Stereo Recording Techniques for Omnidirectional Microphonesgreenspun.com : LUSENET : To Hear Ourselves As Others Hear Us : One Thread
I currently use the Blumlein or ORTF microphone configurations and I'm looking for a more accurate sound. From what I've read, I think I can get that sound with real omnidirectional microphones, but my experiments, using the multipattern AKG 414s switched to omni and placed in many configurations (on one stand), have yielded vague images and less excitement than ORTF. Hence, I have a couple of specific questions, Mr. Boyk, if you please.
Firstly, are my omni experiments useless because the large diaphrams behave so differently than say, the Earthworks QTC1?
Secondly, the string quartet I plan to record will be playing in a marble atrium with large tapestries and considerable HVAC with 160 people or so in attendance. I am only able to place one stand and it can only go in one place (next to an indoor tree). I will have the C414s in Blumlein or ORTF going directly to CDR, and would like to purchase and have on the same stand an omni pair going directly to DAT. I ask if there is an omni configuration that can be used with the microphones in such close proximity? It seems that I need something to "separate" the two mics - maybe that disc technique I've read about? Unfortunately, I won't have any time to experiment on the night - I'm just going to have to hope for the best. I have plenty of time to plan and experiment beforehand in my living room.
In addition, could you please advise on general techniques for using omnidirectional microphones for stereo recordings without such restrictions. Subjects range from outdoor rock concerts to string players and singers in my living room.
Thanks very much and I sure have enjoyed reading about the Magnesaurus - makes me regret some
-- Michael Macaulay (firstname.lastname@example.org), January 03, 2000
I started recording for "commercial" release (as well as recording concerts) in 1979 under my label "Direct-to-Tape Recordings" (also called DTR) after many years of concert recording. I have always used cardiod mics and only within the last ten years did I experiment with omnis, with much less than satisfactory results.
However, I have always believed that recording with two (and only two) mics results in a more accurate representation of the sound of a performance. Multitrack recording is fraught with problems and doesn't capture the ensemble and "soul" of a performance (if, indeed, there ever was a performance--all musicians playing together--of the music being recorded). More information about my recording philosophy can be found at my web site: http://www.dtrmusic.com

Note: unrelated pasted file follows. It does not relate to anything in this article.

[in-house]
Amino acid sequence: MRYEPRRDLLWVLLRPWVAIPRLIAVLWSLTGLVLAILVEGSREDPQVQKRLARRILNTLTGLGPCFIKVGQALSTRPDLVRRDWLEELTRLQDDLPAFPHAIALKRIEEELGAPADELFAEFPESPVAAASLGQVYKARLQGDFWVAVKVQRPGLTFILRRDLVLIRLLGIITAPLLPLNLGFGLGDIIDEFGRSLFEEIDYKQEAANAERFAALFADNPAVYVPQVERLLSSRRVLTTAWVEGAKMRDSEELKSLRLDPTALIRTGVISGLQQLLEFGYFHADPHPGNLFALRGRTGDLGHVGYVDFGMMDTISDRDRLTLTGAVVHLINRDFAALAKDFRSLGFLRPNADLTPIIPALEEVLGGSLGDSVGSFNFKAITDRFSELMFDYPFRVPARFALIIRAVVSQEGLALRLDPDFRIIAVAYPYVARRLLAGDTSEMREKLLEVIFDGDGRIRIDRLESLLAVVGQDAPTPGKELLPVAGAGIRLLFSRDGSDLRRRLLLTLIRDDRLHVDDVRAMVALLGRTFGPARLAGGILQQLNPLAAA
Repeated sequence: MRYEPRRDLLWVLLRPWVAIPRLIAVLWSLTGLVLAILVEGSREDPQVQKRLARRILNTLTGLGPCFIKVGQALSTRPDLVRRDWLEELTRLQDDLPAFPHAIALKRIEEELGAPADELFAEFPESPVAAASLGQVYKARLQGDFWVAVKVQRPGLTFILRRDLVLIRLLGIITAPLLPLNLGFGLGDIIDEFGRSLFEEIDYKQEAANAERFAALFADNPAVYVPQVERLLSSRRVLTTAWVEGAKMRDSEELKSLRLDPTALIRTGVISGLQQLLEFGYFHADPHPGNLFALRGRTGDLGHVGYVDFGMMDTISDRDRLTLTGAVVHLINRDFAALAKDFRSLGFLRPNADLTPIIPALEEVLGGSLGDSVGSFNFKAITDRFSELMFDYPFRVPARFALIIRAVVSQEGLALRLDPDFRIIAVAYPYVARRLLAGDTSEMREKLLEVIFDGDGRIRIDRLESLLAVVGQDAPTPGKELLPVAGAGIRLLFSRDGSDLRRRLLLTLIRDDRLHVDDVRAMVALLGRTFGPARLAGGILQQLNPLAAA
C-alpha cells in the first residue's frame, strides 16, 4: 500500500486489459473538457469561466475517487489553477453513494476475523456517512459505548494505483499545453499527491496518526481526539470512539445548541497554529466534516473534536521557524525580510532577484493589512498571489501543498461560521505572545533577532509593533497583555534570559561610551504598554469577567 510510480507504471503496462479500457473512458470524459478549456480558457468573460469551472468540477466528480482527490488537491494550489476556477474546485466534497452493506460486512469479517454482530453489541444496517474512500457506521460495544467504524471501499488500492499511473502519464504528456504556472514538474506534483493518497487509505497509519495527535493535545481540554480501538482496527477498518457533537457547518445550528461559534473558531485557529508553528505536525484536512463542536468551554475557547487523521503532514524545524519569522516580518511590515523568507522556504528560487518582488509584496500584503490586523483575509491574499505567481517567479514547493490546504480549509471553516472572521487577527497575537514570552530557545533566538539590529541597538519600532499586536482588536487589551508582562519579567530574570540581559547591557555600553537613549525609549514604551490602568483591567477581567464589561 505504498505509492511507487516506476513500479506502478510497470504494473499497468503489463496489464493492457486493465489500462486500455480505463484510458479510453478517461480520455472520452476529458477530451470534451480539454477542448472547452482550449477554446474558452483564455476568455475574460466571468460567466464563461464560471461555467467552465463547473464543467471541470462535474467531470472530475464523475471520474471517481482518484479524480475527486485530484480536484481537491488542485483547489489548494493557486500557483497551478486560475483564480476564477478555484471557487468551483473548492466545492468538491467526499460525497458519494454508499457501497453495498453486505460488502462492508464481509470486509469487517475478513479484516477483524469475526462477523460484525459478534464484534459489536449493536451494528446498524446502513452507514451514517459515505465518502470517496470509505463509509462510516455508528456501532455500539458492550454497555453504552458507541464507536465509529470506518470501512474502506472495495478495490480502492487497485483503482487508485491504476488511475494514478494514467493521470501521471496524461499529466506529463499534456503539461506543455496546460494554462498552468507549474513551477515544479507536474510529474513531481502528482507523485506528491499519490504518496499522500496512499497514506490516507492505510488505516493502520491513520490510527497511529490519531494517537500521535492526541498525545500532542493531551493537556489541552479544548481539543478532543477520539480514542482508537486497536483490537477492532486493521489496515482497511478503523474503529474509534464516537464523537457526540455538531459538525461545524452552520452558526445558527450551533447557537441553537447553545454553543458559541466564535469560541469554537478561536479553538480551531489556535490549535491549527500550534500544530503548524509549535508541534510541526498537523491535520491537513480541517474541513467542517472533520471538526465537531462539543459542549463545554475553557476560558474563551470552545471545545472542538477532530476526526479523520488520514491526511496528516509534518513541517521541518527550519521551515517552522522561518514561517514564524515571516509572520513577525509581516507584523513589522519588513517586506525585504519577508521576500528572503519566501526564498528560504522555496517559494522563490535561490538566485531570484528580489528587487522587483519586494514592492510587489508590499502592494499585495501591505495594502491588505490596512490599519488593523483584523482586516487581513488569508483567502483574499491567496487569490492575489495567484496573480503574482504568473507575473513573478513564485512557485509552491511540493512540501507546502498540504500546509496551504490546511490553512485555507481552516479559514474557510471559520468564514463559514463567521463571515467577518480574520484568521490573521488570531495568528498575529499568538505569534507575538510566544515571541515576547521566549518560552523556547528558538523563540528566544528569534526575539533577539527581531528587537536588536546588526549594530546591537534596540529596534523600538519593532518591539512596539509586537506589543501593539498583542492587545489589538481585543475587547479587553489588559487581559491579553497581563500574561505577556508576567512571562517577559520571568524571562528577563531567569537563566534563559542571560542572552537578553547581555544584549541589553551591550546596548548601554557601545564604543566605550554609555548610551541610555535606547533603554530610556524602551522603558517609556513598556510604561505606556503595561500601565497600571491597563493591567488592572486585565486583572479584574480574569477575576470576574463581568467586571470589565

About two years ago I tried omnis again, this time by purchasing the Earthworks QTC1MP (matched pair). Since then, I have been using the (omnidirectional) QTC1MP mics with the Earthworks LAB102 for stereo recording as a replacement for cardiod Schoeps mics with a custom preamp. The sound is much better than the Schoeps because it is even smoother, flatter, more open, and has significantly better impulse response. Since the Schoeps are much smoother and more musical than AKG414s, the result is a major improvement in the sound.
I also questioned in my mind how well the stereo image would be captured with omnis using the two mic technique I use, but, at least with the Earthworks, I am a true believer. Here's how I record with both cardiods and the Earthworks omnis:
One stand with an Atlas T-mount, which is a horizontal bar that mounts on top of the mic stand and provides mounting for two mics, separated by about 15" (I've never measured it, thus the "about"). Normally I point the mics towards the outer edges of the performing group.
The only difference in using the omnis was that the mics are set up closer than with the cardiods. Note that when I say "closer", I still mean at a distance from the performing group. Even with a chamber group I was probably about 5-7 feet from the from of the group.
The proof is in the results. If you want to hear the difference, purchase a copy of DTR9803, "The Philadelphia Connection", since one of the works was recorded with a pair of cardiod Schoeps mics and the remaining works were recorded with the Earthworks QTC1MP using the same stand, Atlas T-mount, but just placed closer than the Schoeps. The program notes identify which mics were used for which work. Another DTR recording which I think is the best piano recording I have ever made (and many years ago I made one which is praised even today as sounding "like a real piano") is DTR9807, "An American Journey". This was made with the Earthworks QTC1MP mics.
-- Bob Sellman (email@example.com), January 09, 2000.